Attention deficit hyperactivity disorder (ADHD) is a mental health condition that includes a combination of persistent problems, such as restlessness, hyperactivity, impulsive behavior and difficulty concentrating and/or paying attention.
ADHD can cause poor work or school/college performance, low self-esteem and unstable relationships. People with ADHD also often struggle with depression, obsessive compulsive disorder (OCD), anxiety or sleep disorders.
It is estimated to affect more than 50 million people around the world. Rates are similar between countries.
Depending on which criteria is used it affects between one percent and seven percent of children. Most cases are diagnosed between the ages of six and 12 years old when problems become apparent at school.
It’s diagnosed twice as frequently in boys. But this could be as it’s not so noticeable in girls due to them having less obvious symptoms.
Between 30 and 50 percent of people with ADHD in childhood will continue to have some symptoms into adulthood. However, hyperactivity often presents instead as an inner restlessness.
History of hyperactivity
Physician and author Alexander Crichton (1763–1856) first described a “mental restlessness” like ADHD. He wrote: “In this disease of attention, if it can with propriety be called so, every impression seems to agitate the person, and gives him or her an unnatural degree of mental restlessness.
“People walking up and down the room, a slight noise in the same, the moving a table, the shutting a door suddenly, a slight excess of heat or of cold, too much light, or too little light, all destroy constant attention in such patients, inasmuch as it is easily excited by every impression.”
During the 20th Century this started to be known as “hyperkinetic reaction of childhood”. By the 1980s it was called attention deficit disorder (ADD).
ADHD’s exact cause remains unknown in most cases. This is even with it being the most diagnosed and studied mental health disorder in children and adolescents.
What are the main symptoms of ADHD?
Main symptoms of ADHD can be placed into two categories: impulsiveness and hyperactivity; and inattentiveness. Most people with ADHD will have problems that fall under both categories.
ADHD in adults can be less obvious than in childhood. For instance, inattentiveness often worsens as the pressures of adult life increase; but at the same time hyperactivity lessens.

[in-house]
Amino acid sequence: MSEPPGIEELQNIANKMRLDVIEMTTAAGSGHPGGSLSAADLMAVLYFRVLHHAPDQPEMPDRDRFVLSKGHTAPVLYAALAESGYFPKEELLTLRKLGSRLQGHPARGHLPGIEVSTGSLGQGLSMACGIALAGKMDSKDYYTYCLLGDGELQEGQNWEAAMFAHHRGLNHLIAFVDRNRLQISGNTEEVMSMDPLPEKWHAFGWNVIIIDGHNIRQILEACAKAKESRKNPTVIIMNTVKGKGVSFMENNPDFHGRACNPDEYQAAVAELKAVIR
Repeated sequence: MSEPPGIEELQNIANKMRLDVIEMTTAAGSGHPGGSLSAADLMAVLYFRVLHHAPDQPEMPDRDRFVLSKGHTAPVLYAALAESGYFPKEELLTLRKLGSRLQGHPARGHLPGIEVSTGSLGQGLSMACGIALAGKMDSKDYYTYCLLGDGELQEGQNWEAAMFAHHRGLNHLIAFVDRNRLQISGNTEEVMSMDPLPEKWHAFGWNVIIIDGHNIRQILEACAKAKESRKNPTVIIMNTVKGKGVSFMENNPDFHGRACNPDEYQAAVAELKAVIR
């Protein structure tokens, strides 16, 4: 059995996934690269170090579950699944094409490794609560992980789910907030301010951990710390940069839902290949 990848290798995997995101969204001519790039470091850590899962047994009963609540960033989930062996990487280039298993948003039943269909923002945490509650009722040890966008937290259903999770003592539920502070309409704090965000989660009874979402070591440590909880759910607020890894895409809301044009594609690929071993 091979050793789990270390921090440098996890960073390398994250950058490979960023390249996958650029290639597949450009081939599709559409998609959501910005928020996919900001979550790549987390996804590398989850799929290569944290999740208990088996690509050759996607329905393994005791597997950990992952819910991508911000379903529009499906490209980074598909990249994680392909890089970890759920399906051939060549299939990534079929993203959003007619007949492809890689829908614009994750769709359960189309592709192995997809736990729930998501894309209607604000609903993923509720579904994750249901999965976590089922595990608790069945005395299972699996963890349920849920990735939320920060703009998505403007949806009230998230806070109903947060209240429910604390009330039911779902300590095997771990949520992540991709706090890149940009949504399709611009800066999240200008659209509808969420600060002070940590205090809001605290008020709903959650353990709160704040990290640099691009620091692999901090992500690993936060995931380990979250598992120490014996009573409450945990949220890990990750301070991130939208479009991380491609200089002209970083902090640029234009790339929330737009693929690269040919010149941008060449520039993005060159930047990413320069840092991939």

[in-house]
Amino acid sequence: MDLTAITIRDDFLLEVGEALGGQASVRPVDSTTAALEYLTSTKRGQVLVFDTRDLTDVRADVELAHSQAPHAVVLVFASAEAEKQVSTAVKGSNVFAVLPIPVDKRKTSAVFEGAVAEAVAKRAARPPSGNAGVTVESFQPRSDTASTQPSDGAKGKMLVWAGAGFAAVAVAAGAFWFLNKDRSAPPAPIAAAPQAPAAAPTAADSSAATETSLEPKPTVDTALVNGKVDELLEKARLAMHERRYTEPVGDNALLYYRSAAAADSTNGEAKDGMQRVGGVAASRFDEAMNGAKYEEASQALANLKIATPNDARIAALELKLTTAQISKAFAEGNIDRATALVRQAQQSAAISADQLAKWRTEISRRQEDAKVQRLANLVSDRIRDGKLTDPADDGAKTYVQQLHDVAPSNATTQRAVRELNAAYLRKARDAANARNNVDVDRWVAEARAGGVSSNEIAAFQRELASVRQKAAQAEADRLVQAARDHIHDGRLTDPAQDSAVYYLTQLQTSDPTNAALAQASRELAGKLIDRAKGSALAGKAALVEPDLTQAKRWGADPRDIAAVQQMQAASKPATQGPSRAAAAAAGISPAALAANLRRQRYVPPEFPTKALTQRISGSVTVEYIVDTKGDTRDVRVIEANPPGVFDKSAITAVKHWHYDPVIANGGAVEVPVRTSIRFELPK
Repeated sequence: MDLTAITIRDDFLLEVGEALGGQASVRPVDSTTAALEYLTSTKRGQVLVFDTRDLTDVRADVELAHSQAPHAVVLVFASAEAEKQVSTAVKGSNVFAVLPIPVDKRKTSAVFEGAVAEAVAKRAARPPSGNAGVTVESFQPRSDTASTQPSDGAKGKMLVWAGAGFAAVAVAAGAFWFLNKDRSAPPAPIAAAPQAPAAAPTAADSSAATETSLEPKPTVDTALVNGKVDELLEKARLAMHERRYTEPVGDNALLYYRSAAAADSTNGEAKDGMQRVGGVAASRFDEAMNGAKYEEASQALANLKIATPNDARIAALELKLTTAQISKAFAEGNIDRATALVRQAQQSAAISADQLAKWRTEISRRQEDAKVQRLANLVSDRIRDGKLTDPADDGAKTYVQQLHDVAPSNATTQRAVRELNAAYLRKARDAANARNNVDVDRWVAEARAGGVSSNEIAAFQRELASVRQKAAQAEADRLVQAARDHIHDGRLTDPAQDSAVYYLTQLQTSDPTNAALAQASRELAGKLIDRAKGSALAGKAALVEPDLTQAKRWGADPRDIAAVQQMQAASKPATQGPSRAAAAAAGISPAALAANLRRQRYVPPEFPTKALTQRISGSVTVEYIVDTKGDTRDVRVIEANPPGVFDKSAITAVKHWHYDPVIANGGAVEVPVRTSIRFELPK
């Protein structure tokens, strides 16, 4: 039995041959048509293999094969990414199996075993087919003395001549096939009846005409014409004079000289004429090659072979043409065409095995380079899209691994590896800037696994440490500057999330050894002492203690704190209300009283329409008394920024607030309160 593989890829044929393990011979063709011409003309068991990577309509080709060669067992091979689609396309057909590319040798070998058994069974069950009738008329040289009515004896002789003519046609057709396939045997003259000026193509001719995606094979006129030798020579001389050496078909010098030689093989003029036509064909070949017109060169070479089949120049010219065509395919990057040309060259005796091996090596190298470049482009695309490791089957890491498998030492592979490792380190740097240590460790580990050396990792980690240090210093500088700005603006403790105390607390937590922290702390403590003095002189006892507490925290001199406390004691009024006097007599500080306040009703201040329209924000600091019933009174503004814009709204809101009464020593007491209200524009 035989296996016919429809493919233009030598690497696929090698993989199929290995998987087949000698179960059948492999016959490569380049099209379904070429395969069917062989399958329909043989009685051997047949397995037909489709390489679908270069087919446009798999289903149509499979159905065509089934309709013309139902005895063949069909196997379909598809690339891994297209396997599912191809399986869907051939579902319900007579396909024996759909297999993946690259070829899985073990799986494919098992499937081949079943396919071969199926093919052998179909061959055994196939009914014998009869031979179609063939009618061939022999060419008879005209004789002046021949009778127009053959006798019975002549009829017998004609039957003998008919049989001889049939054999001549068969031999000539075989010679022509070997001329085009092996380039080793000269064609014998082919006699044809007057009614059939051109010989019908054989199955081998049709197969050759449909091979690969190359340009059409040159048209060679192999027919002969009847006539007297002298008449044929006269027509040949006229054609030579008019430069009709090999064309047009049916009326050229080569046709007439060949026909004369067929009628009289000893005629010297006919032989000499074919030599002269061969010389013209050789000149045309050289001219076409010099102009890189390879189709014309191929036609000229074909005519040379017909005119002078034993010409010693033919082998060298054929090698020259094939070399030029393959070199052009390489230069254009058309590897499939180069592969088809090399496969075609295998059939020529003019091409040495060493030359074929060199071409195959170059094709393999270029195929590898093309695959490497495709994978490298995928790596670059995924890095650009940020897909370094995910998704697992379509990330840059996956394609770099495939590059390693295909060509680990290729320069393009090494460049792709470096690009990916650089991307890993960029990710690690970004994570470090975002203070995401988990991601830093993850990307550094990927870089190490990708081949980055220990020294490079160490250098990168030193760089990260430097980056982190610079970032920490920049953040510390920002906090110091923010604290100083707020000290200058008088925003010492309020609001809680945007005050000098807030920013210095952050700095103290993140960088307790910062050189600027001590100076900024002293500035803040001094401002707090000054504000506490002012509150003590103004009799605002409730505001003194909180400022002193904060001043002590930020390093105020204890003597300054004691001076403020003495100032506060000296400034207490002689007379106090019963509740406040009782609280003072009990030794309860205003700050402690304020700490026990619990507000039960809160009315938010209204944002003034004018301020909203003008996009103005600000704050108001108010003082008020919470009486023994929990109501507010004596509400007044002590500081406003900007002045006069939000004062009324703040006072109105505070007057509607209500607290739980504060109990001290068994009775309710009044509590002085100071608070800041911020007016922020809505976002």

ADHD behaviors can mean difficulties in relationships. This will mostly be with partners, but can also be with family, friends and colleagues.
Signs of impulsiveness and hyperactivity are:
- Inability to concentrate.
- Being impulsive.
- Excessive physical movement.
- Being unable to stay still, particularly in quiet calm settings.
- Continually fidgeting.
- Not having a sense of danger, which can lead to taking risks.
- Interrupting conversations.
- Talking more than necessary, normal or desirable.
- Mood swings and irritability.
- Being extremely impatient.
Signs of inattentiveness are:
- Regularly losing and/or misplacing things.
- Finding it difficult to pay attention to and/or follow instructions.
- Continually changing tasks.
- Being easily distracted.
- Making careless mistakes.
- Not being able to complete jobs or duties that take time or that are dull.
- Being frequently forgetful.
What causes ADHD?
While the precise cause of ADHD remains unknown, the condition has been shown by several studies to possibly be genetic. Other factors that may be connected are:
- Drinking alcohol, drug abuse or smoking during pregnancy.
- Being born prematurely (before the 37th week of pregnancy).
- Being born with a low birthweight.
- Exposure to certain toxic substances, such as lead or some insecticides.
- Brain damage that occurred in the womb or following a severe head injury in later life.
Living with ADHD
If you or one of your children is diagnosed with ADHD, contact a local or national support group. These can be a great support as well as offering advice and information.
Other suggestions to make life more manageable include:
- Eating a balanced healthy diet.
- Sticking to set routines that if need be are broken down into structured steps. Some people find it helps to stick up reminders and/or make lists.
- Watching out for warning signs such as frustration, a sense of being about to lose self-control, or overstimulation. If these are noticed, take time out.
- Keeping social events brief.
- Finding ways to relax, such as listening to music or reading.
- Making sure to stay active with regular exercise.
- Avoiding overstimulating activities for a few hours before bedtime, such as playing computer games or watching TV.
- Sticking to a bedtime routine – so that getting into bed is at the same time each night and getting up in the morning too.
ADHD is usually treated with medicine or therapy, but a combination is most frequently used. The medicines prescribed are a form of stimulant.
Cognitive behavioral therapy (CBT) is a talking therapy that has been helpful to many people. It looks to replace negative thinking patterns with positive thoughts that then lead to more beneficial behaviors.